The unicorn is a creature which has long been a prevalent feature in art, history, myths and stories across centuries, and its popularity shows no sign of fading any time soon. So, without further ado, it is time to learn how to draw your very own blue unicorn and enjoy the wonder of these amazing creatures!
Step-By-Step Images and Instructions
Begin with a black liner, and draw a small, curved line to the left from the center of your page, with the edges facing upwards. Add two small, slightly curved lines to the right-hand side of this curve.
Now, add a straight line, at a 45-degree angle, just above this curve. At the end of the straight line, curve the line downwards, back in, and end with a wavy line just below the straight one – this is your unicorn’s face and nose.
From the bottom of this line, bring another line down in a wavy finish, ending around an inch and a half from the bottom of your page.
Every unicorn needs a horn – add one to the top of the head, roughly level with the curved line of the eye.
Continue the line down from the bottom of the horn, echoing the curve on the other side. When you are level with the end of the other line, change to a jagged line, bringing this down to end around half an inch from the bottom of the page.
Now, bring a line from the same point at the top – at the base of the horn – flowing down in a smooth curve to join the bottom of the jagged line – this is the mane of your unicorn.
Next, draw a line emerging horizontally, roughly halfway down the length of the mane, and curving down, up and back down.
Continue this line down towards the bottom of the page, once again curving gently.
At the bottom of the line, take the line straight across to the left slightly, and then back up, to curve across to the left and join the mane.
Now, return to the curve at the front of the unicorn, and repeat this to create the front leg of your animal.
Add a horizontal line to the bottom of each leg, to create neat hooves.
Return to the front of your unicorn, and add two parallel lines emerging from just below the curve of the chest, moving out in a “sideways arrow” shape, to create the third leg…
And add another horizontal line across the bottom to represent the hoof.
Now, add a tail to the back of your unicorn with two bumpy, jagged lines running parallel down, across, and ending with a slight upwards flick, joined with a point.
Enjoy the magic of unicorns by adding three small stars to the top of the back leg, and three around the top of the horn.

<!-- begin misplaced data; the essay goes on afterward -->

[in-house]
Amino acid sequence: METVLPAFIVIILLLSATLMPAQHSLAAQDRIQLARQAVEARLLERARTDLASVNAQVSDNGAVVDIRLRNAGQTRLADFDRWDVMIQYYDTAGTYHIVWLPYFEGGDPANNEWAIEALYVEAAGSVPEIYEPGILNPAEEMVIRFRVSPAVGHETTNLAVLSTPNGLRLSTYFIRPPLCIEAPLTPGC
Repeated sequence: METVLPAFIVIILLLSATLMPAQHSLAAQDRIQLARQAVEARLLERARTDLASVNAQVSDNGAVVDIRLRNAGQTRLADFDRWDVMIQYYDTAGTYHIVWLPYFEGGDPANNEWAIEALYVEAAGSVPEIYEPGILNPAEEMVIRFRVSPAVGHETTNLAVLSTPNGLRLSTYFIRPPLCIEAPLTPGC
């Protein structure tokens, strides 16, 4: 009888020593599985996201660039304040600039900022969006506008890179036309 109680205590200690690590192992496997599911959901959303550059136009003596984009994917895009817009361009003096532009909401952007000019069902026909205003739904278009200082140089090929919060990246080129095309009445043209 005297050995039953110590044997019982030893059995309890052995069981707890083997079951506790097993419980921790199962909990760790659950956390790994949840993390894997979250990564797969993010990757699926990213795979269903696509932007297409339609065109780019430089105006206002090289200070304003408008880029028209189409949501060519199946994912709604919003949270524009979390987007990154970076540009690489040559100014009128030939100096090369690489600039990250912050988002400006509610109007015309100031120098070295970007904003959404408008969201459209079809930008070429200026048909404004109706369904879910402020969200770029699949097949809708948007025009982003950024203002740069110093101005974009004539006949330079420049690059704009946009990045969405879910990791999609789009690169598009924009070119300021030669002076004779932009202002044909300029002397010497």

Use a blue pen to fill in the main body off the creature, leaving the stars, tail, mane, hooves and horn.
Bring the stars and horn to life with a bright yellow pen…
And add color to the mane and tail with a pink pen.
Finally, use a dark blue pen to fill in the hooves, and bring your unicorn to life!
And there we have it – your very own blue unicorn creature! Why not try creating your very own herd, complete with a rainbow of different colors, patterns and designs, to bring your fantasy scene to life!
When we consider the top fantasy creatures, the unicorn is definitely worthy of consideration – this is an incredible mythological animal, which resembles a horse, and has one unique feature which indicate its magical qualities – a long, sharp horn on its forehead.
This is a creature which has long appeared throughout stories, cultures and literature, from early artworks of Mesopotamia, to the ancient myths and folk tales of China and India. Greek literature is filled with tales of single-horned animals, with the historian Ctesias describing a creature the size of a horse, with a purple head, white body and blue eyes, and which has a cubit long horn, which is white at the base, black in the middle, and red at the tip. This horn was also thought to have healing properties, with the ability to cure stomach trouble, poison and epilepsy by drinking from its horn. In truth, the animal described by Ctesias was most likely an Indian rhinoceros, but this description demonstrates the prevalence of unicorns, even as far back as Greek literature.
Unicorns even appear in certain areas of the Bible, which describe a strong, splendid horned animal, known as a reʾem. The creature was given significant allegory in early Christian art, with medieval writers comparing the animal to Christ, who raised up a “horn of salvation” for mankind, while dwelling in the womb of the Virgin Mary.
From healing powers to ancient prophecies, the stories of the unicorn have permeated a wealth of literature, art and folklore.